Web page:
Do these rules concepts work the way I want them to:
Favor. It rises and falls only in conflict. Each bind starts at favor 1 or 0, I don´t know, negative favor means the Bind is an enemy. That also means that all mission dice assigned to it are lost, I don´t know if that is good. Also, it means nothing else right now. Ok?
MP. I hope them to be a really big reward. One MP means you can get close to assigning all 5´s and 6´s. This, I hope, players will realise and try to think of REALLY GOOD threats so players call for conflict, take Binds and assigne them high dice. Tony LB suggested more mechanics behind this. This will, after all, probably be the main motor for good sotires in tis game. So the idea is rewarding the players for creating things in the SIS the other players care for (new Binds, dangers to their old ones).
Binds in general. Is it clear what I mean? I want them to be a tool a player uses to shape the tale. Things they care for they should have influence about.
Narrative rights. These need to be cleared up. Sung/Narrated/Said, Lute and Binds and What´s Written On A Sheet are the tools I want to use, but I´m not yet sure what I´m using them for.
Character Death. Right now it´s not explicitely mentioned, but it is there. Lute-bearer threatens your life? Call for conflict, Bind: you. Low die on that slot means that whoever gets the lute may narrate you dying. Is that cool? Or should everyone have the option to write onto his sheet: „I´m alive“?
There is no adversary. I don´t know if this is ok at all. There is none. You roll, and problems, like being forced to put a low dice, maybe a 1, somewhere, are just a point of rolling bad, a couple of ones. Will this work? If not, how to get adversary in there? I don´t know how to work it without a GM.

Does anyone want to playtest this as soon as I have casted it into a coherent written, less slam-and-bang format? If you don´t like knights, call me what you would like to use it for and I would really like to fit it to another color.
(I would be surprised if anyone actually called me about this, because I sure wouldn´t. This is mostly my try at doing an RPG that comes close to some books I read that probably nobody else above the age of 12 cares about.)

Last question; this is really facultative. Any idea how to name the various rules and mechanics? I would like to have names for MP and MD that are as evocative and clear as lute and lute dice and favor.

Of course, this tone is not the tone the finished game will use to talk about knights and being honorfull and stuff. This is hard and fast and rather dry. I think that writing and researching background, putting together medieval knightly fonts and pictures, writing some typical bad RPG fiction will be a lot of work and a lot of fun, and work and fun I can handle mostly by myself.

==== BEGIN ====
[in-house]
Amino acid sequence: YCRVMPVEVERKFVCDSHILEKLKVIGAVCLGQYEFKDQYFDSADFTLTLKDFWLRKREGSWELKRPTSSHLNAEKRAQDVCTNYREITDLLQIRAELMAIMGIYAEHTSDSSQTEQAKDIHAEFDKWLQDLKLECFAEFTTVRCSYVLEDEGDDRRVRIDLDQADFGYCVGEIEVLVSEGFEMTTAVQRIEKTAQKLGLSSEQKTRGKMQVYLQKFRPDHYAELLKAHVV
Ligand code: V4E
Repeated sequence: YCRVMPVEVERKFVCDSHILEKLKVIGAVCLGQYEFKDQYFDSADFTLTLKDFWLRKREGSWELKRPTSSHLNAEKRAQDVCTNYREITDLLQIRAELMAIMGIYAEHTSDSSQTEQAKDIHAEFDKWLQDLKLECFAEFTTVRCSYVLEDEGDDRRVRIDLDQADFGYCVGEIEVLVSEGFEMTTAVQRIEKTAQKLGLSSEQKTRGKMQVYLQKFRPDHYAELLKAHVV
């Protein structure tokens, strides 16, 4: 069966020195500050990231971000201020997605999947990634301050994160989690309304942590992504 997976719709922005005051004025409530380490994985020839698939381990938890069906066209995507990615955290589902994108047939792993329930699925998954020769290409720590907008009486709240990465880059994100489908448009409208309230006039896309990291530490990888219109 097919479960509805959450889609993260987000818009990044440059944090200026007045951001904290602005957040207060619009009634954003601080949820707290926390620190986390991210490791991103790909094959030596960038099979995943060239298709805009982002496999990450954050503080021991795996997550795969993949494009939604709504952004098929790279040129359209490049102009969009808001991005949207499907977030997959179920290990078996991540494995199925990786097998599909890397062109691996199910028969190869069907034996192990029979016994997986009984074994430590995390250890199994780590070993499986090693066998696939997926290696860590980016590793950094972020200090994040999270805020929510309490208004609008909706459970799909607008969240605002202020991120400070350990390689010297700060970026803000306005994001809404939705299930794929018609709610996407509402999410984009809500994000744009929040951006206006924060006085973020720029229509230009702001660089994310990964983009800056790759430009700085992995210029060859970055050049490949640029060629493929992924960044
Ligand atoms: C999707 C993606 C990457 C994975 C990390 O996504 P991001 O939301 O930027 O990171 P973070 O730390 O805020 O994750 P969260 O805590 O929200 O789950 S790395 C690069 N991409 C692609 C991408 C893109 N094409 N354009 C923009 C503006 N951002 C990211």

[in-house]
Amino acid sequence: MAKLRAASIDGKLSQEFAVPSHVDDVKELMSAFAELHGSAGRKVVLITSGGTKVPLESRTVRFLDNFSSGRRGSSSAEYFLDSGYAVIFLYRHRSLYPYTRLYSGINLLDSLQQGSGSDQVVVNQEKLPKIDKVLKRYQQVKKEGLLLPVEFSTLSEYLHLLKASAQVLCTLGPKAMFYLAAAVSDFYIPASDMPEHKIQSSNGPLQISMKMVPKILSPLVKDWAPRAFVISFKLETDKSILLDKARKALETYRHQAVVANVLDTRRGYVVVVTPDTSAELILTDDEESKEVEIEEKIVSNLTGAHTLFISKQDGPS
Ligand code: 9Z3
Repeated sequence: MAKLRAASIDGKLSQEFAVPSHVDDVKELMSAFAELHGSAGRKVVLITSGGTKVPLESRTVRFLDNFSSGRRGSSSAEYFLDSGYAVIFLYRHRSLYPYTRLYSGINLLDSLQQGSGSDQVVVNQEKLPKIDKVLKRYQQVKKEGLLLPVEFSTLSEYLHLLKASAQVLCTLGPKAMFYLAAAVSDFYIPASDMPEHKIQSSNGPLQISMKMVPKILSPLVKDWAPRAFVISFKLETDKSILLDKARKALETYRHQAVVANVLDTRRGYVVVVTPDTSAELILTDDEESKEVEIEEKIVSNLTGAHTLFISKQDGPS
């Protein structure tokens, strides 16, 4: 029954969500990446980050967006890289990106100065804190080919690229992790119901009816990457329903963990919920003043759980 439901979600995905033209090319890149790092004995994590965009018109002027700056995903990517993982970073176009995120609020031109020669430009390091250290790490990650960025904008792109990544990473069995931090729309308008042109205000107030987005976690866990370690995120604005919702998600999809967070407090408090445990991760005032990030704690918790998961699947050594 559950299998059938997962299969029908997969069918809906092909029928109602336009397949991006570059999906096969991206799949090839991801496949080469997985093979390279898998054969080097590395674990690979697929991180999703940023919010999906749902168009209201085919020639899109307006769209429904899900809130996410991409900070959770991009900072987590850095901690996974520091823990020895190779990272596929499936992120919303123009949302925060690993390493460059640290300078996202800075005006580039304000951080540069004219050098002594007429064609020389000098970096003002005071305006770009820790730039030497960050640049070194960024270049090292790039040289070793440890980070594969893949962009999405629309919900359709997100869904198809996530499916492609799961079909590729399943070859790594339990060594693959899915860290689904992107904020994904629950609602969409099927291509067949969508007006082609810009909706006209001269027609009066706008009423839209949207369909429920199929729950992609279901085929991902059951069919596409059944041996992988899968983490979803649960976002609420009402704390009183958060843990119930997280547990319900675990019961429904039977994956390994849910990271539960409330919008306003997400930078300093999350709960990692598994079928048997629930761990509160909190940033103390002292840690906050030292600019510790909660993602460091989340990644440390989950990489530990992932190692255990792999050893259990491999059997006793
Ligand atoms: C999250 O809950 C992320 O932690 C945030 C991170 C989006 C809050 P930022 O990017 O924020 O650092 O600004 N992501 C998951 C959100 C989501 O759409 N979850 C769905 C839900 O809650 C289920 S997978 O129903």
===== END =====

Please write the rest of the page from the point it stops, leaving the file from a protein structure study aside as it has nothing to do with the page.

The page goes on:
Thanks in advance. To Tony and Ralph, thanks in retrospective, too.

Seems like i forgot a rule. Actually, it´s probably the most important one. It´s B 5. Clinton might correct it if he likes to.

B 5 goes like this: When talking, narrating or telling what´s sung, be social and reasonable. Narrate what you would like to happen. Also, narrate what you think everyone else would like to happen. Tell a story everyone of you enjoys.

That´s 5 B. Mighty important, mighty fuzzy.

Can someone other than the person who called the conflict spend metagame points to roll those dice?  Specifically, can they reroll all the 5s and 6s, making it likely that there will be several ones and twos to distribute?

I ABSOLUTELY do not know :).
When creating the rule, I wasn´t even thinking about the possibility. I wrote "you can spend", and "you" was intended to mean "you who threw the dice".

Do you think it would be good if anybody could? It´s not what I had in mind, but I see the chances. It would create more hard choices in the game and introduce adversary on the spot.
Maybe noone would use MP to hinder someone, ever, because everyone would need the for themselves. On the other hand, maybe not. I definitely need to muster some friends to playtest.
What do you think?

I don't know.

It strikes me that, if you've got two people contesting the dice there is a very strong incentive to not be the first person to spend a metagame point.  Say you roll six dice, and get one of every number.  You reroll your one and two, and get a four and five.  Then your opponent rerolls your five, your other five, and your six, and slams you into the ground.  They get more "oomph" out of their metagame point than you got out of yours, simply because they spent it later.  Right?

But is that a good thing or a bad thing?  There's a certain charm to a system that has people doing the whole "You go first," "Oh no, after you, I insist" thing ... especially when at least one of them is probably looking at the dice and saying "Actually, I really do need to reroll those, even if he doesn't, because they're just not good enough."

I agree that at this point it looks like you could get a lot of really good information from a playtest.